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Reasons for Moving to France From the UK

By: Maggie Lonsdale BA (hons) - Updated: 9 Aug 2020 | comments*Discuss
Weather France Schools Expats Lifestyle

If you read any of the books, magazines and websites available about moving to France from the UK, you will see there are many reasons for making the life changing decision to move country.

With the introduction of low cost flights to and from the UK to France from a vast number of local airports, along with the internet, many people who may not have been able to even think about moving, now have this fabulous opportunity available to them.

Low cost flight operators such as Ryanair, Easyjet and Flybe service a number of French airports from their UK hubs. This means there is a competitive fight for your custom and there are often some very good deals to be had, with return flights of £1 plus taxes not unheard of.

The internet means that many of us who may have previously been tied to our desks are able to work from home and communicate with our clients both via email and VIOP phone calls, drastically reducing the cost of communication and the need for regular travel to visit clients.


The quality of the health system in France is also often noted as a good reason to make the move, although changes in the French regulations for EU members need to be looked into before making the move. At the present time, there is not a set stance for UK expats, so it is worth regularly looking at the French Embassy website to check progress.


Schooling in France is widely considered to be of a high quality, although there are a large number of cultural differences in the ways teachers teach that parents ought to be comfortable with before planning to make the move. For example, French children are not mollycoddled in the same way that British children are - if there is playground bullying going on, the teachers will often just let the children work it out themselves rather than get involved. The teachers are also far more tactile with the children, both in terms of a hug if they are crying and a tug on the arm if they are misbehaving. Many expat parents feel this is a better approach than the system in the UK, but it can be a shock if you are not prepared.


The weather is a key reason for many people looking to move to France from the UK. Although talking about the weather is a national obsession in England, we must not forget quite how depressing it can be when September comes around and we realise there has been very little summer to speak of and the long British winter is stretching out before us. Do remember, though, that many parts of France, the north in particular, has weather that is not dissimilar to southern England. Areas in the south of France have far better weather, with the Languedoc the sunniest part of France, enjoying over 300 days of sunshine a year. Provence in the south east of France also has a wonderful microclimate, so it is never too cold, even in the depths of winter. This also means that it is flooded with wealthy expats buying up all the property, so you do not get very much for your money.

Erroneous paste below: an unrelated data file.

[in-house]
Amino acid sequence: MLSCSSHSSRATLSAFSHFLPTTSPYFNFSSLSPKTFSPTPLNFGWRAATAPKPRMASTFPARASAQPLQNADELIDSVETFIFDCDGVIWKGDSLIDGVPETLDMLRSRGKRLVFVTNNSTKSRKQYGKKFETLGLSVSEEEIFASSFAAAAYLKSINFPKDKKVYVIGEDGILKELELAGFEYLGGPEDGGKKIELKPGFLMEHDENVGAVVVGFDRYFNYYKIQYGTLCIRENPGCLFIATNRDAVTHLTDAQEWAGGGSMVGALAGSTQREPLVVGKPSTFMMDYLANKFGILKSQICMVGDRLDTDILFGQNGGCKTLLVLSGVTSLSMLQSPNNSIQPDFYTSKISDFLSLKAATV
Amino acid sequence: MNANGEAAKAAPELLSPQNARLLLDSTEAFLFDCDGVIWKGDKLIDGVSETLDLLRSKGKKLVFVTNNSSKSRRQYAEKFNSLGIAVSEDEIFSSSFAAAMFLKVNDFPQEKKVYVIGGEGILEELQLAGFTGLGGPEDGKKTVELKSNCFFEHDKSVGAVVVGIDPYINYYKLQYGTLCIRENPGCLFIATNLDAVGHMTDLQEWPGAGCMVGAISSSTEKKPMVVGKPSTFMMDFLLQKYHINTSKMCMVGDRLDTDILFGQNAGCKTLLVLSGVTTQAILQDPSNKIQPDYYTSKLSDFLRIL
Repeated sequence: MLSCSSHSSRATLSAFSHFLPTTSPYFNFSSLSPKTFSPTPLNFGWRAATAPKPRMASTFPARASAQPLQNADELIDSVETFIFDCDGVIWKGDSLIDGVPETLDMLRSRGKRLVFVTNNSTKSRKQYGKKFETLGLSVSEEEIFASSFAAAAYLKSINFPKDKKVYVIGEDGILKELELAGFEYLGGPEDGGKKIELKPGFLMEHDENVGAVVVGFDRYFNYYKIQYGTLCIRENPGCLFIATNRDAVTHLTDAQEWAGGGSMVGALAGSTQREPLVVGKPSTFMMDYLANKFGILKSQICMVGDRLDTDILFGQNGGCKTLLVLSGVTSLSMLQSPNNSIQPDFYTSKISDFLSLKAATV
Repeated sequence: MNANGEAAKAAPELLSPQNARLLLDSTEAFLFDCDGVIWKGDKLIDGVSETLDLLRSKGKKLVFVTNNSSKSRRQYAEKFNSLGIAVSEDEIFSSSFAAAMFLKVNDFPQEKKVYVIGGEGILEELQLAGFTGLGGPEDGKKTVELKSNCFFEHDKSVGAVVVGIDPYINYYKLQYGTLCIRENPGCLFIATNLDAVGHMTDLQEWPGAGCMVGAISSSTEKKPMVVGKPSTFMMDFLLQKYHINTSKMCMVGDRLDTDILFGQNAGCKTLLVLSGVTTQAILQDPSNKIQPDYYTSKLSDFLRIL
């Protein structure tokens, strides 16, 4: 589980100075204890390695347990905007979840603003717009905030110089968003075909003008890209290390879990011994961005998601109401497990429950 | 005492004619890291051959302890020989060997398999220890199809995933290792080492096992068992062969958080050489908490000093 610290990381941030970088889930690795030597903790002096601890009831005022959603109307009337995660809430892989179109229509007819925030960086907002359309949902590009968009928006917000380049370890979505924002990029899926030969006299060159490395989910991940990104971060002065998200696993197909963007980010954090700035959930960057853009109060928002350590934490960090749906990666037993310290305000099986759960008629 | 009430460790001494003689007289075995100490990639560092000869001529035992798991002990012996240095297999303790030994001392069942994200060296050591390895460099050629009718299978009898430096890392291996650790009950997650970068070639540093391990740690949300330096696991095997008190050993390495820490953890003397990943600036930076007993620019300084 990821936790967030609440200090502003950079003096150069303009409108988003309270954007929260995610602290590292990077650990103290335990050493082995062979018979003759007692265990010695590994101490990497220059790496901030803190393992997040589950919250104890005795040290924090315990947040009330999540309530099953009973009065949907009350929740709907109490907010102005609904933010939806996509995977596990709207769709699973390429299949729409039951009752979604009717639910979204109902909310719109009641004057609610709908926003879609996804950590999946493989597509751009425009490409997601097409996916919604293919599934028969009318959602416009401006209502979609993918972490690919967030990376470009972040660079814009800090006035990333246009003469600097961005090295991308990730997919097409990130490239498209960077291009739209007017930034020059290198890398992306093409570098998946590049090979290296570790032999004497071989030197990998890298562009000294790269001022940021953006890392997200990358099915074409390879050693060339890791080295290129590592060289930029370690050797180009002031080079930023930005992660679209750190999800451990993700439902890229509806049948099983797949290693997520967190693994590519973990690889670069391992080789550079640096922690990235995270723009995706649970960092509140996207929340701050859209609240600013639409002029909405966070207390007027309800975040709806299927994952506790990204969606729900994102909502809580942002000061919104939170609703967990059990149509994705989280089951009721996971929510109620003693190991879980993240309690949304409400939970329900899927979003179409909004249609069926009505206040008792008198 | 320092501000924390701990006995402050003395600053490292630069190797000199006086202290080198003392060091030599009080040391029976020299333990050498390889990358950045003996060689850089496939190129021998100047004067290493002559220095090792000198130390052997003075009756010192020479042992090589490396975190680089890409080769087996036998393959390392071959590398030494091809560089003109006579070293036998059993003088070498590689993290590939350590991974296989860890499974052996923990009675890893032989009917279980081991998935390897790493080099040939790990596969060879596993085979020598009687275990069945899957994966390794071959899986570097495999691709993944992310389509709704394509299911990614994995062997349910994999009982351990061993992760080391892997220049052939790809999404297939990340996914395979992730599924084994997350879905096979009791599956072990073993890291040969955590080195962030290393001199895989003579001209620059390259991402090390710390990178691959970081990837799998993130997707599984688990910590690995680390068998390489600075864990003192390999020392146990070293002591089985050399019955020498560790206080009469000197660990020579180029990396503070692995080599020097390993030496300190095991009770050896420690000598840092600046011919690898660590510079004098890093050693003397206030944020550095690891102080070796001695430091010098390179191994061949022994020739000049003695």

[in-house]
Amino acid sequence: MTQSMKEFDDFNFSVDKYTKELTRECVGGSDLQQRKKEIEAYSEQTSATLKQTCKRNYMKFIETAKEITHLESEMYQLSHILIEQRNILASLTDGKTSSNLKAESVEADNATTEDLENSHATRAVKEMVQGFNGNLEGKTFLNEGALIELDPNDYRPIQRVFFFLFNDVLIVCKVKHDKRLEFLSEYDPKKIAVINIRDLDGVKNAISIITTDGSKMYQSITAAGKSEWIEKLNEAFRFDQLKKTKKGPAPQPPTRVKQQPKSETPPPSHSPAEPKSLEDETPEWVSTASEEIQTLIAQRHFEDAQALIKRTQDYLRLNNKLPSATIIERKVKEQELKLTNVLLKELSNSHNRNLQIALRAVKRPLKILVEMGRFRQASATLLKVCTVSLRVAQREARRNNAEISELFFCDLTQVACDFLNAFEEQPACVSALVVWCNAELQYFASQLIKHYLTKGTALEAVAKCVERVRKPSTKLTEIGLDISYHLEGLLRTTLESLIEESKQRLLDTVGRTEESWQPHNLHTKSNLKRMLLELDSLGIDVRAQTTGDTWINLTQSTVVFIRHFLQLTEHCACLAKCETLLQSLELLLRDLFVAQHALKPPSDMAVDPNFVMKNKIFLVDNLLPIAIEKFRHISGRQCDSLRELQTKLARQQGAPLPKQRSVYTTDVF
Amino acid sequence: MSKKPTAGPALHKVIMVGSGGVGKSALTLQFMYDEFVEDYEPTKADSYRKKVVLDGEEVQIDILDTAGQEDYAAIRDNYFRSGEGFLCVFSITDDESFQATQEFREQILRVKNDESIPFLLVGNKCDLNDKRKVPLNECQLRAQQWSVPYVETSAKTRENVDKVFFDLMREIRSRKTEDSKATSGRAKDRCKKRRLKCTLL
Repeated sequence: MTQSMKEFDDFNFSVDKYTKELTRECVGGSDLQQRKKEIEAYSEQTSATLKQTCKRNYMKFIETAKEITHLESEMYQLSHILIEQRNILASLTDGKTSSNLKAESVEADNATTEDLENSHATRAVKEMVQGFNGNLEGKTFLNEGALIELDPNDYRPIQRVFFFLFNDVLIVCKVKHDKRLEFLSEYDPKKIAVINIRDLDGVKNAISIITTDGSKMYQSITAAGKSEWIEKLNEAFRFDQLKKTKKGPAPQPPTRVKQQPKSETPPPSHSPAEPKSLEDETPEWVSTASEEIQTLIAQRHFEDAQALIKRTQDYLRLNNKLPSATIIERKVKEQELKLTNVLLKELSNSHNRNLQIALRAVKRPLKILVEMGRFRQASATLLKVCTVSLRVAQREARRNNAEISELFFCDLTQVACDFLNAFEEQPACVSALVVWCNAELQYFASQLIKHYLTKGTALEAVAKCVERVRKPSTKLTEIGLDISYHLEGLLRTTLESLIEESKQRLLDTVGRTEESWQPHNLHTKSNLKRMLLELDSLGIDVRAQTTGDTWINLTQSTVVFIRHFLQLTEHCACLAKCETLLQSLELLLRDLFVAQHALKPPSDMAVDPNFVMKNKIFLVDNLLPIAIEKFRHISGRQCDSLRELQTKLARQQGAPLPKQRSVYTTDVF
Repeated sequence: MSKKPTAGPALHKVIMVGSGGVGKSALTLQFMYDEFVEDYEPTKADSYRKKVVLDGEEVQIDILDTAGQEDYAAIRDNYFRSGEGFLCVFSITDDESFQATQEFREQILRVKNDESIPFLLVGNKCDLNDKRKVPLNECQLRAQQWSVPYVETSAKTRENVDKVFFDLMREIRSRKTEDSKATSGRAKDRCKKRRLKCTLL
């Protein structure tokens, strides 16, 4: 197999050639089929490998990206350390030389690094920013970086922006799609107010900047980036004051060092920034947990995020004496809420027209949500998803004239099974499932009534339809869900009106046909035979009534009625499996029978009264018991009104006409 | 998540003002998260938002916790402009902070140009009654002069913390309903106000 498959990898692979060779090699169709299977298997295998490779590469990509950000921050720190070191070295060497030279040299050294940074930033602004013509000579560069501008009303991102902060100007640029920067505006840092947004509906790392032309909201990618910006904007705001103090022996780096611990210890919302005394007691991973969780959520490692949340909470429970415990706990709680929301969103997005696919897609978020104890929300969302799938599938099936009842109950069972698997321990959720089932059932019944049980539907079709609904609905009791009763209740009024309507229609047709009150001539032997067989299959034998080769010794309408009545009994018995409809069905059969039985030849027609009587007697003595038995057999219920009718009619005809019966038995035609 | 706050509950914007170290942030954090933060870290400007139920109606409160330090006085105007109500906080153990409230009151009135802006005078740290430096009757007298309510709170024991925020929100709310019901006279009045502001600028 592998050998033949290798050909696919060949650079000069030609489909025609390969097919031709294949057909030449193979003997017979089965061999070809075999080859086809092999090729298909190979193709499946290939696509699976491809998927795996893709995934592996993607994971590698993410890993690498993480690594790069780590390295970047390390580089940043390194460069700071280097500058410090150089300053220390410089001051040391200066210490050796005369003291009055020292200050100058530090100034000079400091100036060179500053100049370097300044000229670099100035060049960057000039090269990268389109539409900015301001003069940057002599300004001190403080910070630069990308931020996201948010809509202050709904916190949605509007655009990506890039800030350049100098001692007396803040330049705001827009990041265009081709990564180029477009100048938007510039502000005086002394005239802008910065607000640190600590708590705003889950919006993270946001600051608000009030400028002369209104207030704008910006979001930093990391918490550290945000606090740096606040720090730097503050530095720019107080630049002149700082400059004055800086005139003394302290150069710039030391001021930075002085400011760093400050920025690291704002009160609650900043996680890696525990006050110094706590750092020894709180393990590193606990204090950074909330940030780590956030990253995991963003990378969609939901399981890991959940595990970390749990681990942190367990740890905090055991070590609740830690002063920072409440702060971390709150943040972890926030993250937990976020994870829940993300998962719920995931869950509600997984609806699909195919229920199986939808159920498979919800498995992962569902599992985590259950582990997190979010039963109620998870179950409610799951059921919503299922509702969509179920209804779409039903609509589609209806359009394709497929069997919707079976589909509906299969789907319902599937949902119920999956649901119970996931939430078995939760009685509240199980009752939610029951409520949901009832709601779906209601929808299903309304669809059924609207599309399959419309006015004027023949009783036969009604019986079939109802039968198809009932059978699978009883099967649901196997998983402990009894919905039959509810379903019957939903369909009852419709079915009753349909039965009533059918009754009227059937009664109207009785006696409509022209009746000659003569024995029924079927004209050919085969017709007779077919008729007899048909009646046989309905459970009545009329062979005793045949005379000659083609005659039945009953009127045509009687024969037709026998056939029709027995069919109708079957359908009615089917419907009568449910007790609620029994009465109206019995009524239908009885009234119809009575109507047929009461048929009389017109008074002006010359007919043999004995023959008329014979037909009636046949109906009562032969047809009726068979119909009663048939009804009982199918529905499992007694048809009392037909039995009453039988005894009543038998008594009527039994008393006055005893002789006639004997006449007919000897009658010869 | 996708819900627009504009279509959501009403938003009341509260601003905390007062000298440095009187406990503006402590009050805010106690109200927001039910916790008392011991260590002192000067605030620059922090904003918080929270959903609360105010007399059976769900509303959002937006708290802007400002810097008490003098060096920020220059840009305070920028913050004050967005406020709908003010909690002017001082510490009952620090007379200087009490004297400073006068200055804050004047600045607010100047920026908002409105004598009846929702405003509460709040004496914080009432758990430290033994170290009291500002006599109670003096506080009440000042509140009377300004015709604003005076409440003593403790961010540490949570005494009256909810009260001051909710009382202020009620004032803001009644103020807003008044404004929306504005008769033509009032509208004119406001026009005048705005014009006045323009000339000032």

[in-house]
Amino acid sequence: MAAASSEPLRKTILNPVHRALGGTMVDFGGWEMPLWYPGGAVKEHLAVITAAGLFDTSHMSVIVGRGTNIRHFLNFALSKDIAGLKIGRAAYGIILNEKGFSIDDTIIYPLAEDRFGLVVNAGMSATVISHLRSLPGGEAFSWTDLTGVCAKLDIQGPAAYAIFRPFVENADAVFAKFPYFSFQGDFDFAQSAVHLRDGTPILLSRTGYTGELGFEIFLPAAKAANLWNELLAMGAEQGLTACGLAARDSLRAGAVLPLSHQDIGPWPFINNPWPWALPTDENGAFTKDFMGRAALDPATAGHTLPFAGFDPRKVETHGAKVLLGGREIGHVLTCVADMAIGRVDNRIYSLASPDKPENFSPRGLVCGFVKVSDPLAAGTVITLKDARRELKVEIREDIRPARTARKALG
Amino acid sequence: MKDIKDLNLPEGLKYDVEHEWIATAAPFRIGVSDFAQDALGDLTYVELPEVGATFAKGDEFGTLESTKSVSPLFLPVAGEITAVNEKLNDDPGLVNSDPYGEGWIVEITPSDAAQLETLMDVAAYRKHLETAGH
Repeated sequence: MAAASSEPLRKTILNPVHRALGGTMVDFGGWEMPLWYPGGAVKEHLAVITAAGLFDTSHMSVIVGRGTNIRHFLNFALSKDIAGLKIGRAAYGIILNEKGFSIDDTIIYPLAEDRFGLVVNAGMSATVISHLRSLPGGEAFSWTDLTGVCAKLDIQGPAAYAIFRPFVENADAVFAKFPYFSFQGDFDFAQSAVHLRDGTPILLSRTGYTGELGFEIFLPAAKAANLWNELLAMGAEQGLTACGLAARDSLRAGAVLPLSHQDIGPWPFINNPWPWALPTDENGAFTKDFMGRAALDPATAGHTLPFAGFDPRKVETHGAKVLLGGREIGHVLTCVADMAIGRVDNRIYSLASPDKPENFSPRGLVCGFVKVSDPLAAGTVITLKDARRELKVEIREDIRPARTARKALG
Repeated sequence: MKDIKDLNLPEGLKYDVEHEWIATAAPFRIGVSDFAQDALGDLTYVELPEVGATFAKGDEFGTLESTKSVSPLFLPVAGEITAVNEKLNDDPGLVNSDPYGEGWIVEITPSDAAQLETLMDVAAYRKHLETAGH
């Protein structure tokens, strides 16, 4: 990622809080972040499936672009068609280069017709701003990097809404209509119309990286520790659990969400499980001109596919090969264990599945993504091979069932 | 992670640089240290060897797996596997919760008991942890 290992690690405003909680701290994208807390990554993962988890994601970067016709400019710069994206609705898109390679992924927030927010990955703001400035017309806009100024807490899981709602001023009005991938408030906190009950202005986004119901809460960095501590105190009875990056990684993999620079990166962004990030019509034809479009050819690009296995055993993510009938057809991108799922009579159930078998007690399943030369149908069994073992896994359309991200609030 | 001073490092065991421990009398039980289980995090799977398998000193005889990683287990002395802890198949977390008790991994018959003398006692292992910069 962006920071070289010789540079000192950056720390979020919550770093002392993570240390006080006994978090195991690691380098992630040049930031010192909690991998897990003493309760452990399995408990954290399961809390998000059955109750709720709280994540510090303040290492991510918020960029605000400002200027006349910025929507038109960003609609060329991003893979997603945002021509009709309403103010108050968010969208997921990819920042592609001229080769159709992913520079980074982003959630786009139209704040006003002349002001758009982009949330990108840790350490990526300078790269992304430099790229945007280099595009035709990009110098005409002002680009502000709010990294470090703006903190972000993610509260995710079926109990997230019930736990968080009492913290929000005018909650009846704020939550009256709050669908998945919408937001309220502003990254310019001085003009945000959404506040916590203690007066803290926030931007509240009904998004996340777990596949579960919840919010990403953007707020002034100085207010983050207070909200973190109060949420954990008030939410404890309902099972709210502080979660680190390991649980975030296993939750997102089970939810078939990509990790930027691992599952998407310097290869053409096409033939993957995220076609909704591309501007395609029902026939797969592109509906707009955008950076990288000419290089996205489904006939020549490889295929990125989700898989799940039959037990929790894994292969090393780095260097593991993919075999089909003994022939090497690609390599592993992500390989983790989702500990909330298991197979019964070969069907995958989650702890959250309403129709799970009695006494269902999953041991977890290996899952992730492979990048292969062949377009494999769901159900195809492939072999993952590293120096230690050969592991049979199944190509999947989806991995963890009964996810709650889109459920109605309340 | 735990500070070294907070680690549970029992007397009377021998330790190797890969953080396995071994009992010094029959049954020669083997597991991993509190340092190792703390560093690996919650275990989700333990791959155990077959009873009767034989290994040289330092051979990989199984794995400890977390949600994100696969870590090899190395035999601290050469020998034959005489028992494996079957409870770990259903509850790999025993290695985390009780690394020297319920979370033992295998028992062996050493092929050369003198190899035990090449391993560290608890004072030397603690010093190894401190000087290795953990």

Perhaps the biggest reason why so many people look to move to France from the UK is for the wonderful lifestyle. This one word has so many meanings in your new life - taking time to make a proper coffee every morning rather than gulping back a cup of instant, leisurely two hour lunches on a work day and being able to take a day off and go to the beach. In order to really enjoy the lifestyle, you need to accept the ways things are done in France - the two hour lunch break means that all the shops are shut, too.

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Hi,I have holidayed in France a couple of times i am hoping to take a leap of faith and move to France on my own,i am young 62 yrs and quite healthy. i am not in employment at the moment but i would like to take up employment as a live in chateaux/house manager for any UK expats,or look to rent and run my own business from a large manor house myself. I thrive on hard work so i am not taking this move lightly. I was thinking of finding a rental home for a couple of months just to get a feel of my chosen location and to get the feel of the language which maybe quite daunting. I am reading as much as i can on the subject and with Brexit looming my ten year dream has court up with me very quickly. If their are any pointers of contacts and advice it will be greatly appreciated.
Rhona - 9-Aug-20 @ 7:41 PM
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